# Welcome to Gaia! ::

IRL Genius

Alright, it's a simple question but I suck at chemistry so I can't figure out how to run the numbers to figure this one out. I know it can be figured out using the ideal gas law, but I have no idea how to use that. Help would be appreciated!

I'm trying to figure out what the increase in volume is when boiling mercury and changing it from a liquid to a gas. For the purposes of this, the temperature can be assumed to be right around the boiling point of mercury (356.7 °C).

To clarify, I know that for example water increases in volume to about 1600 times its previous volume when going from a liquid to a gas. I'm trying to figure out what the number is on mercury.

Any help would be great, thank you!

Shameless Heckler

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Primal Conundrum
Alright, it's a simple question but I suck at chemistry so I can't figure out how to run the numbers to figure this one out. I know it can be figured out using the ideal gas law, but I have no idea how to use that. Help would be appreciated!

I'm trying to figure out what the increase in volume is when boiling mercury and changing it from a liquid to a gas. For the purposes of this, the temperature can be assumed to be right around the boiling point of mercury (356.7 °C).

To clarify, I know that for example water increases in volume to about 1600 times its previous volume when going from a liquid to a gas. I'm trying to figure out what the number is on mercury.

Any help would be great, thank you!

Use the gas constant law.

N m^-2 = 1 Pascal

PV = nRT
V = nRT/P = (187.8 g / 200.6 g Hg/mol) (8.314472 m^3 Pa /K mol) (862.7) /
(52995 Pa) = 0.1267 m^3

187.6 g mercury has a volume of 0.1267 m^3 when in vapor form. you can do the math from there to work out the ratio.

IRL Genius

washu_2004
Primal Conundrum
Alright, it's a simple question but I suck at chemistry so I can't figure out how to run the numbers to figure this one out. I know it can be figured out using the ideal gas law, but I have no idea how to use that. Help would be appreciated!

I'm trying to figure out what the increase in volume is when boiling mercury and changing it from a liquid to a gas. For the purposes of this, the temperature can be assumed to be right around the boiling point of mercury (356.7 °C).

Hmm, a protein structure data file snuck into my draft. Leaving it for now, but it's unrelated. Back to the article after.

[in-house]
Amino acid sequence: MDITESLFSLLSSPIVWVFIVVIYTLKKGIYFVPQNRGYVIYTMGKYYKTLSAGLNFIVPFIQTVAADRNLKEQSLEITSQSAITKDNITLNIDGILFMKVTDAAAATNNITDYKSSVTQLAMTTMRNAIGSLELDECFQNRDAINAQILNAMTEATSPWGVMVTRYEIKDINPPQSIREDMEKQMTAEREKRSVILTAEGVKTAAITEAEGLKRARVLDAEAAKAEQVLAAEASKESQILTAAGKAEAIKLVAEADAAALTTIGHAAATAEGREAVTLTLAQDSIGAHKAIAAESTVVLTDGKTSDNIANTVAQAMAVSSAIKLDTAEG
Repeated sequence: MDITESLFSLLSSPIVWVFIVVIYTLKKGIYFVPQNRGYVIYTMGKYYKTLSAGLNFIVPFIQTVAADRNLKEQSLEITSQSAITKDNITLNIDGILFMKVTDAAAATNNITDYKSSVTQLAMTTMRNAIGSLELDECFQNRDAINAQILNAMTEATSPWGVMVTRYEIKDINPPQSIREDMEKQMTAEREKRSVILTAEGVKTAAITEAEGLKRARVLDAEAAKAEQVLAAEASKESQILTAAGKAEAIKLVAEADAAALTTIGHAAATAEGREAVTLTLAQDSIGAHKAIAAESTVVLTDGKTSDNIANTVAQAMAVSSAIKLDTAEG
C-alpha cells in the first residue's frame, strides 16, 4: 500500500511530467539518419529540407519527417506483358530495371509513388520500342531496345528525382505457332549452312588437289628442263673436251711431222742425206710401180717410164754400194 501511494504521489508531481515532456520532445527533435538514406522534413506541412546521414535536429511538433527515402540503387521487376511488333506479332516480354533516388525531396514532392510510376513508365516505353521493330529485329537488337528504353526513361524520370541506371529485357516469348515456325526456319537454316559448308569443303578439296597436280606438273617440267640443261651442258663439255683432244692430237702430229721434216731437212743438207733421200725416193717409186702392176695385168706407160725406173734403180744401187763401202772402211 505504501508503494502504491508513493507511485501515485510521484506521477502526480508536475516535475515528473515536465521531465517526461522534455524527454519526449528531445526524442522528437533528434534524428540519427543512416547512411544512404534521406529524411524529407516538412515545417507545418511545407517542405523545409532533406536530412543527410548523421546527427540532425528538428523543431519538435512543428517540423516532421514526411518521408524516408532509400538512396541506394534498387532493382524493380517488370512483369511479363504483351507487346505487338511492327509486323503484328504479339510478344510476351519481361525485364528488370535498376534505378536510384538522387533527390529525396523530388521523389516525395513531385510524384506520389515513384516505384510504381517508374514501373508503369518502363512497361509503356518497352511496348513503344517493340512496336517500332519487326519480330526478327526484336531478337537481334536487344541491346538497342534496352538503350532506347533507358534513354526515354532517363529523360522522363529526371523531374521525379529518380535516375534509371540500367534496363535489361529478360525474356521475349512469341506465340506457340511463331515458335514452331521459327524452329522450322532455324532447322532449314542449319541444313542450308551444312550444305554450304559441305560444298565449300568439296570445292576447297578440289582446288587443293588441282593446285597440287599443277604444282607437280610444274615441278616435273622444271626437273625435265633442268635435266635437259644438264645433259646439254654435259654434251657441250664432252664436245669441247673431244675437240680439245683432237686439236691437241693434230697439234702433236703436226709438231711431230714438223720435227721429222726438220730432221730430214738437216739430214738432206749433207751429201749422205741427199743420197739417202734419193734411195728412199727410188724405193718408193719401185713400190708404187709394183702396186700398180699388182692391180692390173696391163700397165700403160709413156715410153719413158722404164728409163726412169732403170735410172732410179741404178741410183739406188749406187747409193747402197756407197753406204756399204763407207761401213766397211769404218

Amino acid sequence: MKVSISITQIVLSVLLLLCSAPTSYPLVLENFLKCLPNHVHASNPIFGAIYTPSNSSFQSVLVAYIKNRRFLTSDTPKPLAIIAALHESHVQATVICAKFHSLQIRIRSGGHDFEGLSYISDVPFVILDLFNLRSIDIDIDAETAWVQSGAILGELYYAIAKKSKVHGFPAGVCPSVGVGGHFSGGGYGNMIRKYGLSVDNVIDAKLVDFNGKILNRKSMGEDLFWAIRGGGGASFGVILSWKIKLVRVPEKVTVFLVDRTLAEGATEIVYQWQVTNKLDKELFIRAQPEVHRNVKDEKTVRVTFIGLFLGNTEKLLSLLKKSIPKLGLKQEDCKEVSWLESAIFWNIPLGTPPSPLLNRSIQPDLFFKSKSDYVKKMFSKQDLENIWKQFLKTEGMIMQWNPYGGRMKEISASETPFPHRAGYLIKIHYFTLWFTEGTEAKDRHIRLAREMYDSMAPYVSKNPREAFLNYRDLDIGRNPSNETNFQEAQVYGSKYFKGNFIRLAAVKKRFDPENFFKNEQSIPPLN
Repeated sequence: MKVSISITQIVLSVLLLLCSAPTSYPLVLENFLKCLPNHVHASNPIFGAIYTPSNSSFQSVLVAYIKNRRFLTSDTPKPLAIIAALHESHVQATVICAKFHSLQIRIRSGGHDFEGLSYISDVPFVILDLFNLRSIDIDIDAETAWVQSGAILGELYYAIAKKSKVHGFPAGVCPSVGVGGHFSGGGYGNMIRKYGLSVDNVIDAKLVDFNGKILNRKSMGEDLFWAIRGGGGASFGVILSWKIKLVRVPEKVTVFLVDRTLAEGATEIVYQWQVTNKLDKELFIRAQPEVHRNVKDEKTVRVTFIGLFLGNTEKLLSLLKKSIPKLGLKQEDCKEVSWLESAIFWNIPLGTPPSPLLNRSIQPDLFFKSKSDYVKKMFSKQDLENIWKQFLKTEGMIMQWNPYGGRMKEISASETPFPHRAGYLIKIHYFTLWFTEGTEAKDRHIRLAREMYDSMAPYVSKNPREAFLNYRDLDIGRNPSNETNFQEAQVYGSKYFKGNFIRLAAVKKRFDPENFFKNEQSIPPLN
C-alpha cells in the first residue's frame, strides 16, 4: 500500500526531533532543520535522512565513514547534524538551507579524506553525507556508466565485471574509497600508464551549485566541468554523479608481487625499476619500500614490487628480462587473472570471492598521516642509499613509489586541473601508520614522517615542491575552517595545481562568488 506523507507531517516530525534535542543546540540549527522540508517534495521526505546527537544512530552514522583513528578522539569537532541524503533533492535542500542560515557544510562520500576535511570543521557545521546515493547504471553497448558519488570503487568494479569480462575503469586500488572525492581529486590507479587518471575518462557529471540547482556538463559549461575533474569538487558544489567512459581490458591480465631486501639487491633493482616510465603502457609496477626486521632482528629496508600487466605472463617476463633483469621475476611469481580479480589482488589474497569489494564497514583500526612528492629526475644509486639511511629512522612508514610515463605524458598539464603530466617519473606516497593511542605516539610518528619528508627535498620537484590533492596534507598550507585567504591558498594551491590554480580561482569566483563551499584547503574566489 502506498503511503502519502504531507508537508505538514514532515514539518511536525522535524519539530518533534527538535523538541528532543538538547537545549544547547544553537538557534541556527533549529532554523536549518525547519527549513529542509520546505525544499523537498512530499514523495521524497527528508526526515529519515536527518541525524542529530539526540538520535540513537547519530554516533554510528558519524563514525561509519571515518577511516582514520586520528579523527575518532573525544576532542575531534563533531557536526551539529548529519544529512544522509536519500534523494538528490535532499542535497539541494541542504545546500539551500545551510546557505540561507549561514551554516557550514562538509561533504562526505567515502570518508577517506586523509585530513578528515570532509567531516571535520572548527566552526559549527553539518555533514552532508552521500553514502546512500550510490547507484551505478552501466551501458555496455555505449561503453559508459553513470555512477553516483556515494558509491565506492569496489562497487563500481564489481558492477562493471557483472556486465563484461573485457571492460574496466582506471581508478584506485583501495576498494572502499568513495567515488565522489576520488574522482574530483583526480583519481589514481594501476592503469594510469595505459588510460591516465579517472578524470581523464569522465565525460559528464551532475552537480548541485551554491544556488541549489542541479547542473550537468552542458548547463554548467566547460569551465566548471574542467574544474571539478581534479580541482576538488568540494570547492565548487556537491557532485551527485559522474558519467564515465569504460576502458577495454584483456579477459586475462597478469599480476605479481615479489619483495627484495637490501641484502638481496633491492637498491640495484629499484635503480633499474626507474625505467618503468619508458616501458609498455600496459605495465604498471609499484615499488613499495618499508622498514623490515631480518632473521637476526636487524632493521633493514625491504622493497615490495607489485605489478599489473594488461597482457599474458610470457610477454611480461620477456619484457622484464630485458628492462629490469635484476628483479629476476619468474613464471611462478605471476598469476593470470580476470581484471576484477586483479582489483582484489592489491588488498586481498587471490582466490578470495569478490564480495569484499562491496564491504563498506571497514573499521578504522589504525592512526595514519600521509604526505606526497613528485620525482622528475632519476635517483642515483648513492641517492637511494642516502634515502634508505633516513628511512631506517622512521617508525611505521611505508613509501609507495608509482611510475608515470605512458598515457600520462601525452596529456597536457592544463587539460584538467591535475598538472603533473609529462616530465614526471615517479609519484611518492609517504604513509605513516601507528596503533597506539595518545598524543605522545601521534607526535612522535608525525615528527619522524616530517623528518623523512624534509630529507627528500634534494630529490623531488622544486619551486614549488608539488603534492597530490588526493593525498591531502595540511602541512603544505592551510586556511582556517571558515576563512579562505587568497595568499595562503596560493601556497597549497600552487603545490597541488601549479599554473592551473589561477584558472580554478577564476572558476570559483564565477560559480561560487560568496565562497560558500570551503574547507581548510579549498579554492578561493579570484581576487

To clarify, I know that for example water increases in volume to about 1600 times its previous volume when going from a liquid to a gas. I'm trying to figure out what the number is on mercury.

Any help would be great, thank you!

Use the gas constant law.

N m^-2 = 1 Pascal

PV = nRT
V = nRT/P = (187.8 g / 200.6 g Hg/mol) (8.314472 m^3 Pa /K mol) (862.7) /
(52995 Pa) = 0.1267 m^3

187.6 g mercury has a volume of 0.1267 m^3 when in vapor form. you can do the math from there to work out the ratio.

When you say 0.1267 m^3, does the m stand for meters? Sorry, I'm trash at this stuff.

Assuming that's meters, my numbers show that it expands by roughly ten times in volume, give or take.

Shameless Heckler

• 100
• 100
• 100
Primal Conundrum
washu_2004
Primal Conundrum
Alright, it's a simple question but I suck at chemistry so I can't figure out how to run the numbers to figure this one out. I know it can be figured out using the ideal gas law, but I have no idea how to use that. Help would be appreciated!

I'm trying to figure out what the increase in volume is when boiling mercury and changing it from a liquid to a gas. For the purposes of this, the temperature can be assumed to be right around the boiling point of mercury (356.7 °C).

To clarify, I know that for example water increases in volume to about 1600 times its previous volume when going from a liquid to a gas. I'm trying to figure out what the number is on mercury.

Any help would be great, thank you!

Use the gas constant law.

N m^-2 = 1 Pascal

PV = nRT
V = nRT/P = (187.8 g / 200.6 g Hg/mol) (8.314472 m^3 Pa /K mol) (862.7) /
(52995 Pa) = 0.1267 m^3

187.6 g mercury has a volume of 0.1267 m^3 when in vapor form. you can do the math from there to work out the ratio.

When you say 0.1267 m^3, does the m stand for meters? Sorry, I'm trash at this stuff.

Assuming that's meters, my numbers show that it expands by roughly ten times in volume, give or take.

Yep m^3 is cubic meters.

IRL Genius

washu_2004
Primal Conundrum
washu_2004
Primal Conundrum
Alright, it's a simple question but I suck at chemistry so I can't figure out how to run the numbers to figure this one out. I know it can be figured out using the ideal gas law, but I have no idea how to use that. Help would be appreciated!

I'm trying to figure out what the increase in volume is when boiling mercury and changing it from a liquid to a gas. For the purposes of this, the temperature can be assumed to be right around the boiling point of mercury (356.7 °C).

To clarify, I know that for example water increases in volume to about 1600 times its previous volume when going from a liquid to a gas. I'm trying to figure out what the number is on mercury.

Any help would be great, thank you!

Use the gas constant law.

N m^-2 = 1 Pascal

PV = nRT
V = nRT/P = (187.8 g / 200.6 g Hg/mol) (8.314472 m^3 Pa /K mol) (862.7) /
(52995 Pa) = 0.1267 m^3

187.6 g mercury has a volume of 0.1267 m^3 when in vapor form. you can do the math from there to work out the ratio.

When you say 0.1267 m^3, does the m stand for meters? Sorry, I'm trash at this stuff.

Assuming that's meters, my numbers show that it expands by roughly ten times in volume, give or take.

Yep m^3 is cubic meters.

Cool! Yeah, looks like the conversion ratio is a bit under ten times expansion. I don't need it to be exact, I'm using this for something in some fiction I'm working on and I don't want to be one of *those* writers who does something in flagrant disregard for the actual science of stuff.

Thank you so much for the help with this!